(WASHINGTON) — While teen drivers have reduced some risky behaviors behind the wheel, such as not wearing a seatbelt and driving while intoxicated, many still engage in other dangerous practices, according to a new survey by the Centers for Disease Control and Prevention.
The 2011 National Youth Risk Behavior Survey finds that one in three high school students had texted or emailed while driving during the past 30 days.
“Texting or email while driving can have deadly consequences that are entirely preventable,” says Howell Wechsler, the director of the CDC’s Division of Adolescent and School Health. “Studies show that activities such as texting are particularly dangerous because they take the drivers attention away from driving more frequently and for longer period of times than other distractions.”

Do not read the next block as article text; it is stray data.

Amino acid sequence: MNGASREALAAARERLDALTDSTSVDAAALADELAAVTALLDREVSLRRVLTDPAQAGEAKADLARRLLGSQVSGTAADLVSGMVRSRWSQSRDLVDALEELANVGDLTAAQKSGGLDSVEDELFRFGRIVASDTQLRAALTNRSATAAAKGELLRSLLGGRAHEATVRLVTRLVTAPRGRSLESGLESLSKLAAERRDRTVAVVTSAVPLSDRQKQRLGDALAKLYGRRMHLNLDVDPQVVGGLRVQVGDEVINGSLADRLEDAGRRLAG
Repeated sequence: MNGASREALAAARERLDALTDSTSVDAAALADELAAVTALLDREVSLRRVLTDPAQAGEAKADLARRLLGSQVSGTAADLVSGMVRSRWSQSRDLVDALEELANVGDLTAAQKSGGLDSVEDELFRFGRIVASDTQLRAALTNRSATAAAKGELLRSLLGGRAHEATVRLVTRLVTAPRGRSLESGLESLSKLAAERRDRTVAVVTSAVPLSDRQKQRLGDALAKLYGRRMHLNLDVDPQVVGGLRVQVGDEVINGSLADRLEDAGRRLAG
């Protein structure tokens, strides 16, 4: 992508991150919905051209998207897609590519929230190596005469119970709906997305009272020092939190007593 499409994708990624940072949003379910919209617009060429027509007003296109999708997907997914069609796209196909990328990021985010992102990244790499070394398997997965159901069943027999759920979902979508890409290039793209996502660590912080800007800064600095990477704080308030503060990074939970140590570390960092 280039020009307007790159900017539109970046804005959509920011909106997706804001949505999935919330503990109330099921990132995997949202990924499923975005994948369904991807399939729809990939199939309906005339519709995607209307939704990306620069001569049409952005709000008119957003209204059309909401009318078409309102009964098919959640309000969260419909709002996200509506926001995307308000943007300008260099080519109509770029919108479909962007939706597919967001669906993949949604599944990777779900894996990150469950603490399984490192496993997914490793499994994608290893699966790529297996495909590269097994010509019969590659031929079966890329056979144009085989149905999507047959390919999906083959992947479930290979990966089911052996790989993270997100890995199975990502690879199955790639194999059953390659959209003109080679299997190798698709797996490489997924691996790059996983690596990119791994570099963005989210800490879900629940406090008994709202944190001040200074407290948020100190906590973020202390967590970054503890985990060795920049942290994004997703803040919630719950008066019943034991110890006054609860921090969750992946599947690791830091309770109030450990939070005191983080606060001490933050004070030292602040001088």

Combined with their inexperience, texting puts young drivers at risk for car accidents.
“Due to their lack of experience behind the wheel, younger drivers under the age of 20 are at increased risk and at the highest proportion of distraction related fatal crashes,” says Wechsler.
Motor vehicle crashes are the leading cause of death among American youth, according to the CDC. They account for more than one in three teen deaths each year.
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